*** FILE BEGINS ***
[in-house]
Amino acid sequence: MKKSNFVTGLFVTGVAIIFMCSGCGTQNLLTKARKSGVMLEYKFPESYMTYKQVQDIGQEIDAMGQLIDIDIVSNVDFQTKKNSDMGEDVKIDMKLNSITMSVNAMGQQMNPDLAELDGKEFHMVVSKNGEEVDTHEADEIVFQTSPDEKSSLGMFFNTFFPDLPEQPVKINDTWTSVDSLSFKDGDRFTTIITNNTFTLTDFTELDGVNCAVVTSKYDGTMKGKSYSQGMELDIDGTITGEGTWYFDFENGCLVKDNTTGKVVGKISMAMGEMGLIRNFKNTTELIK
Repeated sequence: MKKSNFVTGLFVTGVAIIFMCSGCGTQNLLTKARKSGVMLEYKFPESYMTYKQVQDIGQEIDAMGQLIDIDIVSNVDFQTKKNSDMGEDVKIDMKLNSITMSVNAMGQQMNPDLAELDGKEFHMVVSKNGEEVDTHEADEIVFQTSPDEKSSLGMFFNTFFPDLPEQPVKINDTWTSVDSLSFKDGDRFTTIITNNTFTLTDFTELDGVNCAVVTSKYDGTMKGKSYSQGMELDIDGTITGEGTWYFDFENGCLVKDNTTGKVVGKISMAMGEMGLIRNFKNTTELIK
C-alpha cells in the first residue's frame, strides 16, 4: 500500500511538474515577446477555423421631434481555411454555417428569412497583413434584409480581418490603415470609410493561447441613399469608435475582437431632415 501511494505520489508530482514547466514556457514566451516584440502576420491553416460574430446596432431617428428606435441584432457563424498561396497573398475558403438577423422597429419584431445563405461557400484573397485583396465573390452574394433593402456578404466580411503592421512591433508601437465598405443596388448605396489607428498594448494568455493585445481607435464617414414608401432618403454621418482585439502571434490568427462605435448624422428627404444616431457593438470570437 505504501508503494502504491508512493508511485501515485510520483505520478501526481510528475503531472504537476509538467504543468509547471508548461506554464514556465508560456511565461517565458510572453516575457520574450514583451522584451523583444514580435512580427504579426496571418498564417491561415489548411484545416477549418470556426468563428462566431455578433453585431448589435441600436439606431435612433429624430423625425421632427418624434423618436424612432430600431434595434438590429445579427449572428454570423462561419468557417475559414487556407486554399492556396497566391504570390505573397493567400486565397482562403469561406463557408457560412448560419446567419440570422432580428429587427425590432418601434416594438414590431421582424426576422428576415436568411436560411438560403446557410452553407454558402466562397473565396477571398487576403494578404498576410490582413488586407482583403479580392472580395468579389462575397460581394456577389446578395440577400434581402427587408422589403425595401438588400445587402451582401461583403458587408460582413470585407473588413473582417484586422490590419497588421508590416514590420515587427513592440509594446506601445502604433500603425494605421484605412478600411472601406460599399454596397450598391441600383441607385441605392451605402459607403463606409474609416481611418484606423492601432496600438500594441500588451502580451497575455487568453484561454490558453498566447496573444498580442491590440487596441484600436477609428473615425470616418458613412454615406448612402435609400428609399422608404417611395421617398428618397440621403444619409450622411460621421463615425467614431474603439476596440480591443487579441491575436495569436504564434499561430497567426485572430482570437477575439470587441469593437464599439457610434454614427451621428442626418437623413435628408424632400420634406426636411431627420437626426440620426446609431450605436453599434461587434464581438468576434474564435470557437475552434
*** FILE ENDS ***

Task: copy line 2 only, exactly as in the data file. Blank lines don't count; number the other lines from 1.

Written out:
Amino acid sequence: MKKSNFVTGLFVTGVAIIFMCSGCGTQNLLTKARKSGVMLEYKFPESYMTYKQVQDIGQEIDAMGQLIDIDIVSNVDFQTKKNSDMGEDVKIDMKLNSITMSVNAMGQQMNPDLAELDGKEFHMVVSKNGEEVDTHEADEIVFQTSPDEKSSLGMFFNTFFPDLPEQPVKINDTWTSVDSLSFKDGDRFTTIITNNTFTLTDFTELDGVNCAVVTSKYDGTMKGKSYSQGMELDIDGTITGEGTWYFDFENGCLVKDNTTGKVVGKISMAMGEMGLIRNFKNTTELIK